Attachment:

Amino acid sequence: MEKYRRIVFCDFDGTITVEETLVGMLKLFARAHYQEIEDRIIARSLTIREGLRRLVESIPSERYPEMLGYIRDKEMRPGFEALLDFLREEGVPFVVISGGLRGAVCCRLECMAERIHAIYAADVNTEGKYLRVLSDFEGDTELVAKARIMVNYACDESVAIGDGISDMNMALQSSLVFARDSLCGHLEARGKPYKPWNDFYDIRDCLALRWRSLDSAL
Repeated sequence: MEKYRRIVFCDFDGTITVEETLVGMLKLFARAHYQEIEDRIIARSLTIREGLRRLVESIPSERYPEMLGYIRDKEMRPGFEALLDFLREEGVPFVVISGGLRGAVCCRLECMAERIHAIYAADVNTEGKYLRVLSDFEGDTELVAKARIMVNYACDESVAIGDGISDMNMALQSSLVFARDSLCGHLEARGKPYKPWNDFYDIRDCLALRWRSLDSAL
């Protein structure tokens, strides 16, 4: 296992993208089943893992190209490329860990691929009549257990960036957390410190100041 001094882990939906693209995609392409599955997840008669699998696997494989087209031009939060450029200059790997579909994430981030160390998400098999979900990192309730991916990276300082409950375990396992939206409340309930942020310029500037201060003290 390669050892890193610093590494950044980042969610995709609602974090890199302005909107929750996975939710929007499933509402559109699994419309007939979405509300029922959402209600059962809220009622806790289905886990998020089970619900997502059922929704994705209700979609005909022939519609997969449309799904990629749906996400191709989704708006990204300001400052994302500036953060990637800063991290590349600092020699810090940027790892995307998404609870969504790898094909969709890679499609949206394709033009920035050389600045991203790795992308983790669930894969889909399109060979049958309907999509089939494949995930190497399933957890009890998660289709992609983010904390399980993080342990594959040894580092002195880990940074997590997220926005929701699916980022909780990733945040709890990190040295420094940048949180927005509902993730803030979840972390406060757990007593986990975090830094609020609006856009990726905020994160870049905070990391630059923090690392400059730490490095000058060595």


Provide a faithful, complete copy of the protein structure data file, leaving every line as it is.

Amino acid sequence: MEKYRRIVFCDFDGTITVEETLVGMLKLFARAHYQEIEDRIIARSLTIREGLRRLVESIPSERYPEMLGYIRDKEMRPGFEALLDFLREEGVPFVVISGGLRGAVCCRLECMAERIHAIYAADVNTEGKYLRVLSDFEGDTELVAKARIMVNYACDESVAIGDGISDMNMALQSSLVFARDSLCGHLEARGKPYKPWNDFYDIRDCLALRWRSLDSAL
Repeated sequence: MEKYRRIVFCDFDGTITVEETLVGMLKLFARAHYQEIEDRIIARSLTIREGLRRLVESIPSERYPEMLGYIRDKEMRPGFEALLDFLREEGVPFVVISGGLRGAVCCRLECMAERIHAIYAADVNTEGKYLRVLSDFEGDTELVAKARIMVNYACDESVAIGDGISDMNMALQSSLVFARDSLCGHLEARGKPYKPWNDFYDIRDCLALRWRSLDSAL
């Protein structure tokens, strides 16, 4: 296992993208089943893992190209490329860990691929009549257990960036957390410190100041 001094882990939906693209995609392409599955997840008669699998696997494989087209031009939060450029200059790997579909994430981030160390998400098999979900990192309730991916990276300082409950375990396992939206409340309930942020310029500037201060003290 390669050892890193610093590494950044980042969610995709609602974090890199302005909107929750996975939710929007499933509402559109699994419309007939979405509300029922959402209600059962809220009622806790289905886990998020089970619900997502059922929704994705209700979609005909022939519609997969449309799904990629749906996400191709989704708006990204300001400052994302500036953060990637800063991290590349600092020699810090940027790892995307998404609870969504790898094909969709890679499609949206394709033009920035050389600045991203790795992308983790669930894969889909399109060979049958309907999509089939494949995930190497399933957890009890998660289709992609983010904390399980993080342990594959040894580092002195880990940074997590997220926005929701699916980022909780990733945040709890990190040295420094940048949180927005509902993730803030979840972390406060757990007593986990975090830094609020609006856009990726905020994160870049905070990391630059923090690392400059730490490095000058060595």